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There is a demand from industry for reliable identification tools   suited for the identification of large systems with tens of inputs and outputs. Traditional parameter-optimization-based identification methods (such as PEM) are difficult to apply   to  multivariable system. They may lead to  unreliable results due to many local minima and bad conditioning.  On the other hand,  for the identification of multivariable state-space models, modern subspace identification methods have been shown to compare very favorably with traditional PEM methods. Contributions to subspace identification have been given by the unit of Padova in the past years, both by developing new algorithms  and by providing statistical analysis of    several existing  algorithms.
 The main open questions in subspace  identification  regard closed-loop identification, the statistical properties of the estimates   and reliable recursive identification.
 Subspace Identification of closed loop was an open problem until a couple of years ago when   new algorithms were presented  with essential contributions from the Padova group. The  statistical properties of subspace methods are still largely unknown. New transparent expressions for the asymptotic variance of subspace estimates have recently been found both for open loop and “closed-loop” algorithms but there is much work to be done in the area.



Modeling and identification of finite support signals (for example signals depending on one or two spatial coordinates like images)  has traditionally been approached by  describing these signals as   truncations of stationary signals defined on the whole time axis. This approach leads to well-known problems and drawbacks related to truncations, border effects etc.
  A class of statistical models called reciprocal processes which intrinsecally live on a finite support set  has   recently been popularized in a series of papers by  A. Krener, B. Levy   and co-workers.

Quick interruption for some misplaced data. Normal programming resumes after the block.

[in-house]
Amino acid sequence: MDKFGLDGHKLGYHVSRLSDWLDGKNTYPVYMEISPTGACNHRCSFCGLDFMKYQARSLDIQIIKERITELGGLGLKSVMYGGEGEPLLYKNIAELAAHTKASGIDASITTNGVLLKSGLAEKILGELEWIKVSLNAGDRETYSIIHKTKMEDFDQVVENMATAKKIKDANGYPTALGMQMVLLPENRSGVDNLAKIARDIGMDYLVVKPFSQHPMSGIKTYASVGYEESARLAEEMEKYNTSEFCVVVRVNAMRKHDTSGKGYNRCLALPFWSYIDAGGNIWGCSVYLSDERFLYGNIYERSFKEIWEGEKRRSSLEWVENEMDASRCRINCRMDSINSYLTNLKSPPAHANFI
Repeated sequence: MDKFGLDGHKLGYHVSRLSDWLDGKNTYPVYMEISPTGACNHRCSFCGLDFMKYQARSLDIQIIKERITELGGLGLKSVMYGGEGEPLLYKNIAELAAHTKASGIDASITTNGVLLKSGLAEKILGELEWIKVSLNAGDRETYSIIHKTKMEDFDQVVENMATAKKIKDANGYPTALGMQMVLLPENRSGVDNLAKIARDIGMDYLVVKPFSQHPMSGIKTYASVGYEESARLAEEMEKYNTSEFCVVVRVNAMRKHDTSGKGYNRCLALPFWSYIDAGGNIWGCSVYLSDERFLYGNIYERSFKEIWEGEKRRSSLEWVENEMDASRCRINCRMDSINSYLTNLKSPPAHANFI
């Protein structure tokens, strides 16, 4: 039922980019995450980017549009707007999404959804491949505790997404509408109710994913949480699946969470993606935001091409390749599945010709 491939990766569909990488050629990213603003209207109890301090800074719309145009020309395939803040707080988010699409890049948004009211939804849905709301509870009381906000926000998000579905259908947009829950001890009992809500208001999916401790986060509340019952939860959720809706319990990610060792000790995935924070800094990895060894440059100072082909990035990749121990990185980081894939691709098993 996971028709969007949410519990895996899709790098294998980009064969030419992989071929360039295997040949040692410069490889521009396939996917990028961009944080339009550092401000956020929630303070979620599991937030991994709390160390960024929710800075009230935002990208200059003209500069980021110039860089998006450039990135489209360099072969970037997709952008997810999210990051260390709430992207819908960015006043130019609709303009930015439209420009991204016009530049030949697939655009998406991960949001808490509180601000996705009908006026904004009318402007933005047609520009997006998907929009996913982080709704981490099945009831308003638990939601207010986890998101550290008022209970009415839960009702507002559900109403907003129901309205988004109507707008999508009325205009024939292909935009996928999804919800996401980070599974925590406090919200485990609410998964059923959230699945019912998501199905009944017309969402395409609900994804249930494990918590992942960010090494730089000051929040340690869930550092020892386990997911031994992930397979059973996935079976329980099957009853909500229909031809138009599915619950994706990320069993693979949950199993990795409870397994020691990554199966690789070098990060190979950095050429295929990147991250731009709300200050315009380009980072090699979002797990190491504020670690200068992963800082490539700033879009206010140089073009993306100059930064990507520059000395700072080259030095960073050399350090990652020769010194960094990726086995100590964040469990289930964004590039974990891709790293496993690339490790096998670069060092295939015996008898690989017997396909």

We believe that stationary reciprocal processes are a very natural class of models for treating estimation and   processing   of signals defined on a finite set.  In particular the identification of these processes is an important open problem which we have just started to look at [I18],[I 19]. Its solution would surely lead to a significant advance in several areas of signal processing and control.

 The identification of linear models for large mechanical systems is a very important  research area with diverse  applications such as the analysis,  design and non-destructive testing of large compliant structures. The parameters of interest (e.g. mass and stiffness matrices) are defined  in terms of   continuous-time   models but identification algorithms are invariably based on discrete data and produce discrete-time models. Quite often the recovery of a continuous-time model from a discretization   is a very ill-conditioned problem and    therefore one needs special discretization techniques  which permit an accurate  recovery of  the continuous-time parameters from the identified discrete-time model. One would also like to    preserve  the physical meaning of basic mechanical quantities such as total energy etc.  The theory of variational integrators, a new discretization  technique   of the Lagrange equation of motion of a mechanical system,  leads to simple and well-conditioned transformation formulas for the recovery of the continuous time parameters from the discretized model. We plan to use this theory in identification. Preliminary results [I 22] seem encouraging.